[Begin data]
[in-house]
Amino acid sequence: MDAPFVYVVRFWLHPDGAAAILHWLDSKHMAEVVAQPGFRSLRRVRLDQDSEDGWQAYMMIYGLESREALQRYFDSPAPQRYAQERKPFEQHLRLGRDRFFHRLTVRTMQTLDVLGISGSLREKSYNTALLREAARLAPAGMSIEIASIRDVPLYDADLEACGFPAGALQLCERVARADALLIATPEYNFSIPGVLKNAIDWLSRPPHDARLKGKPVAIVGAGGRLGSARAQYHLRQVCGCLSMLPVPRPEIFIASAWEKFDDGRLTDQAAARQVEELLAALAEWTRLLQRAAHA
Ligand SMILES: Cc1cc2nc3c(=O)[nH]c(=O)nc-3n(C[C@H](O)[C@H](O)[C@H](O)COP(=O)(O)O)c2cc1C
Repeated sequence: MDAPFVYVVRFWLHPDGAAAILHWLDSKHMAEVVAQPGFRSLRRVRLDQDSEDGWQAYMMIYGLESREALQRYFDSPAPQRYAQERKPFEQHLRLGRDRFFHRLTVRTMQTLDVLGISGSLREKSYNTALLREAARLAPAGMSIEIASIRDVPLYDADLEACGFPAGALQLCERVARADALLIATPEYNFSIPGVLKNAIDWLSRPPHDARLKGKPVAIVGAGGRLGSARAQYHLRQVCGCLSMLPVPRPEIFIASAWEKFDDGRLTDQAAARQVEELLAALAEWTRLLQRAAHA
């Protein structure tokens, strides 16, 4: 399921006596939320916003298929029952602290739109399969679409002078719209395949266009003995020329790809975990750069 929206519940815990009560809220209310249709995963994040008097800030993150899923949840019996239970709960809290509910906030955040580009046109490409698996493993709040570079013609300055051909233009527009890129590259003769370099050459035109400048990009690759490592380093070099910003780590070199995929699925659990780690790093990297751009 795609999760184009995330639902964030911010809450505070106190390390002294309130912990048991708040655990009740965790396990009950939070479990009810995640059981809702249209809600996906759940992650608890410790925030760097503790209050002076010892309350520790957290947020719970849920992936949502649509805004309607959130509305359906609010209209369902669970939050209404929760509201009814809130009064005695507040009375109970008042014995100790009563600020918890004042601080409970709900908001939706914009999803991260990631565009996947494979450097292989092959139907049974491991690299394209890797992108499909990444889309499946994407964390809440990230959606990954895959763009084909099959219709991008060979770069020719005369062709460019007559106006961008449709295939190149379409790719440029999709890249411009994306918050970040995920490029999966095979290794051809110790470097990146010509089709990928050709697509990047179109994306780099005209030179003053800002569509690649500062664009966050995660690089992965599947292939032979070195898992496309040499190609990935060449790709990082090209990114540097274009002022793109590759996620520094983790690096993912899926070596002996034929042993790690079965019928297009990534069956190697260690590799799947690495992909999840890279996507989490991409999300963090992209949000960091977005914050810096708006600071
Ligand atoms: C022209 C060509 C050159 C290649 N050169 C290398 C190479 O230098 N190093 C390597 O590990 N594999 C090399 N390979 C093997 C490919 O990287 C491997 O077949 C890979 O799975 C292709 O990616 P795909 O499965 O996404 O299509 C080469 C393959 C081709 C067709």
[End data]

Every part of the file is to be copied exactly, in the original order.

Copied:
[in-house]
Amino acid sequence: MDAPFVYVVRFWLHPDGAAAILHWLDSKHMAEVVAQPGFRSLRRVRLDQDSEDGWQAYMMIYGLESREALQRYFDSPAPQRYAQERKPFEQHLRLGRDRFFHRLTVRTMQTLDVLGISGSLREKSYNTALLREAARLAPAGMSIEIASIRDVPLYDADLEACGFPAGALQLCERVARADALLIATPEYNFSIPGVLKNAIDWLSRPPHDARLKGKPVAIVGAGGRLGSARAQYHLRQVCGCLSMLPVPRPEIFIASAWEKFDDGRLTDQAAARQVEELLAALAEWTRLLQRAAHA
Ligand SMILES: Cc1cc2nc3c(=O)[nH]c(=O)nc-3n(C[C@H](O)[C@H](O)[C@H](O)COP(=O)(O)O)c2cc1C
Repeated sequence: MDAPFVYVVRFWLHPDGAAAILHWLDSKHMAEVVAQPGFRSLRRVRLDQDSEDGWQAYMMIYGLESREALQRYFDSPAPQRYAQERKPFEQHLRLGRDRFFHRLTVRTMQTLDVLGISGSLREKSYNTALLREAARLAPAGMSIEIASIRDVPLYDADLEACGFPAGALQLCERVARADALLIATPEYNFSIPGVLKNAIDWLSRPPHDARLKGKPVAIVGAGGRLGSARAQYHLRQVCGCLSMLPVPRPEIFIASAWEKFDDGRLTDQAAARQVEELLAALAEWTRLLQRAAHA
């Protein structure tokens, strides 16, 4: 399921006596939320916003298929029952602290739109399969679409002078719209395949266009003995020329790809975990750069 929206519940815990009560809220209310249709995963994040008097800030993150899923949840019996239970709960809290509910906030955040580009046109490409698996493993709040570079013609300055051909233009527009890129590259003769370099050459035109400048990009690759490592380093070099910003780590070199995929699925659990780690790093990297751009 795609999760184009995330639902964030911010809450505070106190390390002294309130912990048991708040655990009740965790396990009950939070479990009810995640059981809702249209809600996906759940992650608890410790925030760097503790209050002076010892309350520790957290947020719970849920992936949502649509805004309607959130509305359906609010209209369902669970939050209404929760509201009814809130009064005695507040009375109970008042014995100790009563600020918890004042601080409970709900908001939706914009999803991260990631565009996947494979450097292989092959139907049974491991690299394209890797992108499909990444889309499946994407964390809440990230959606990954895959763009084909099959219709991008060979770069020719005369062709460019007559106006961008449709295939190149379409790719440029999709890249411009994306918050970040995920490029999966095979290794051809110790470097990146010509089709990928050709697509990047179109994306780099005209030179003053800002569509690649500062664009966050995660690089992965599947292939032979070195898992496309040499190609990935060449790709990082090209990114540097274009002022793109590759996620520094983790690096993912899926070596002996034929042993790690079965019928297009990534069956190697260690590799799947690495992909999840890279996507989490991409999300963090992209949000960091977005914050810096708006600071
Ligand atoms: C022209 C060509 C050159 C290649 N050169 C290398 C190479 O230098 N190093 C390597 O590990 N594999 C090399 N390979 C093997 C490919 O990287 C491997 O077949 C890979 O799975 C292709 O990616 P795909 O499965 O996404 O299509 C080469 C393959 C081709 C067709």